Loretta Lynch made history in April 2015 when she was sworn in as the United States Attorney General, becoming the first Black woman to do so. The North Carolina native was born May 21, 1959.
Lynch was born in the city of Greensboro, entering Harvard University after high school and earning a bachelor’s degree in 1981. She continued her studies at the institution’s law school, obtaining a juris doctor degree in 1984. Lynch joined a New York law firm out of school and six years later in 1990, she became a drug and crime prosecutor with the United States Attorney for the Eastern District of New York.
In 1999, President Bill Clinton nominated her as the United States Attorney for the Eastern District of New York and in 2010, President Barack Obama nominated her again for the same post.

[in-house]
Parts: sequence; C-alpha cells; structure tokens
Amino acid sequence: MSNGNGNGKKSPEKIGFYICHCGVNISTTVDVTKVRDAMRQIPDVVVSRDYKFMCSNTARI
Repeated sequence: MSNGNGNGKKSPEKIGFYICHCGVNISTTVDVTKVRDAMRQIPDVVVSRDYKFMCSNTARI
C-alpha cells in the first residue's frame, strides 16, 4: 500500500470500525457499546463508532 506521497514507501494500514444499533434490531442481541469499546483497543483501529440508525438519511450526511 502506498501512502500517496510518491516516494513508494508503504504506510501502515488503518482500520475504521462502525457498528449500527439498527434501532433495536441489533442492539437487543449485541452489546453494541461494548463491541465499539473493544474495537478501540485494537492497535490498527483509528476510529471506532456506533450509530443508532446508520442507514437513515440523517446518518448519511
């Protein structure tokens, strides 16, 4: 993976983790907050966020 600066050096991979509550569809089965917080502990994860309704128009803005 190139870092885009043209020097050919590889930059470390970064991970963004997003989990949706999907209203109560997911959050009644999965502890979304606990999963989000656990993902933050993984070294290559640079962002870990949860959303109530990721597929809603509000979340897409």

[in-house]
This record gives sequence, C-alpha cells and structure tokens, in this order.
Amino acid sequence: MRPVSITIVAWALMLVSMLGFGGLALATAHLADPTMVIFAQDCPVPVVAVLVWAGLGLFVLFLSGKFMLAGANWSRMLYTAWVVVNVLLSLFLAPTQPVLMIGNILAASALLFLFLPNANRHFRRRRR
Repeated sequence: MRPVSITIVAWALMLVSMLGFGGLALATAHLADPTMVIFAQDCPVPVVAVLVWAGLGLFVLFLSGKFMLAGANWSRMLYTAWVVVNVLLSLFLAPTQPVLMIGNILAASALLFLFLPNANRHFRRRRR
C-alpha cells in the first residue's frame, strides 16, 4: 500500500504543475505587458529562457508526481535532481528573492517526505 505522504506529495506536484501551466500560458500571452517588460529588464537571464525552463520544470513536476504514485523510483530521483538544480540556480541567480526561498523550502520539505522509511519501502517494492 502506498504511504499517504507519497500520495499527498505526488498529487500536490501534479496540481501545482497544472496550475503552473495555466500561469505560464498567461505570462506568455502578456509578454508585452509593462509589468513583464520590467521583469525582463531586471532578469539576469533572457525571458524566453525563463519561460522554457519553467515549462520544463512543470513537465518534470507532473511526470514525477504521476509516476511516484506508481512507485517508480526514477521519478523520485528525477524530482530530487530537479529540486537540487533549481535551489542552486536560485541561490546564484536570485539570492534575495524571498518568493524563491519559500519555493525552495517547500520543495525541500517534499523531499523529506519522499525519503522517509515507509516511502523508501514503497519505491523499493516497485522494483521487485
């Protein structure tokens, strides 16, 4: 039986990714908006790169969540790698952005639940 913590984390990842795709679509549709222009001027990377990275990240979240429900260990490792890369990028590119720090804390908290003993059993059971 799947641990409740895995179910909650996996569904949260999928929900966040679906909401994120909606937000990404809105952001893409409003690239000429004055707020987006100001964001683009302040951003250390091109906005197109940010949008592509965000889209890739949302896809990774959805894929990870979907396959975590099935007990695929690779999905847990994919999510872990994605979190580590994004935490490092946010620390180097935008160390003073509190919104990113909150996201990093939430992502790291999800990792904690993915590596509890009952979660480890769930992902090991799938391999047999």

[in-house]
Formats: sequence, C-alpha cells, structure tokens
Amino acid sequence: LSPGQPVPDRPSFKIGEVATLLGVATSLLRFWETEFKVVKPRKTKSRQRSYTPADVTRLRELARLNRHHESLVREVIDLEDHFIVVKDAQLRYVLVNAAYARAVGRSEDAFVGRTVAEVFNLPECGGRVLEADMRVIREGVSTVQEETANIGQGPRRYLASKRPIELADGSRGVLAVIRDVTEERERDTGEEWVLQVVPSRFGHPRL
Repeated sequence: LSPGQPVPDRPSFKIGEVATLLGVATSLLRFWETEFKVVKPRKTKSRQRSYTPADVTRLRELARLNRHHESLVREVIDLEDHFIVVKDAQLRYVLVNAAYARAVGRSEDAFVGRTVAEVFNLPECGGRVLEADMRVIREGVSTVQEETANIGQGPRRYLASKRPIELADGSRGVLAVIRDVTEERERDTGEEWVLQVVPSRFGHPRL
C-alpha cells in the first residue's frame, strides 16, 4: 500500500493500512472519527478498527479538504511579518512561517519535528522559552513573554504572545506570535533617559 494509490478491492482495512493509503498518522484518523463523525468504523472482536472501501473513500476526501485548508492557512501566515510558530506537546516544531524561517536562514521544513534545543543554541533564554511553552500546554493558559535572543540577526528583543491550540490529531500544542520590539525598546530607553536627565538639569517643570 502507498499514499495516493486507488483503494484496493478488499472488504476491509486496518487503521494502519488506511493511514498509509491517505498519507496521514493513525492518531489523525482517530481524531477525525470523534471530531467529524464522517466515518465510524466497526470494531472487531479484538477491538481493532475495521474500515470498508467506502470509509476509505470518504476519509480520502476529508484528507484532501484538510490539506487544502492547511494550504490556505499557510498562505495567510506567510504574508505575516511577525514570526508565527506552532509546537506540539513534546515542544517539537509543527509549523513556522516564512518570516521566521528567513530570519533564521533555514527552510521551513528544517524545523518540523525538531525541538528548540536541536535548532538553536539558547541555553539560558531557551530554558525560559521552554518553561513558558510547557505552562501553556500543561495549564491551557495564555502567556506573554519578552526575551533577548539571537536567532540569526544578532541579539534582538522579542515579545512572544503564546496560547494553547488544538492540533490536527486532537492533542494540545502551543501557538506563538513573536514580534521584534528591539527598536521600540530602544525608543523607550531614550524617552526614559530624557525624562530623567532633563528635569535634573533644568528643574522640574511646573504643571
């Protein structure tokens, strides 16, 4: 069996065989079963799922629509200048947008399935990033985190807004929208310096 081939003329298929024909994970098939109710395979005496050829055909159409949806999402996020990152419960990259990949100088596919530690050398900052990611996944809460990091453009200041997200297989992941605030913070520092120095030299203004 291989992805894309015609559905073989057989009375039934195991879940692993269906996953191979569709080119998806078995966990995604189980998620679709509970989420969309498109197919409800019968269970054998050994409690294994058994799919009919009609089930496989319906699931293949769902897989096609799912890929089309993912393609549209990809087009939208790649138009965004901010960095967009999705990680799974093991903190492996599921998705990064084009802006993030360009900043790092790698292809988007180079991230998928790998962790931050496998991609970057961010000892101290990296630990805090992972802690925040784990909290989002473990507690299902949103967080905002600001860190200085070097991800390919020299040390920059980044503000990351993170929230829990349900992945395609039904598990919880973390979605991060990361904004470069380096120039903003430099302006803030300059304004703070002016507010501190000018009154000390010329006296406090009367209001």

Eric Holder was the first Black U.S. Attorney General, making Lynch just the second Black person to hold the post and the second woman as well. She was succeeded by Jeff Sessions in 2017 when President Donald Trump took office.
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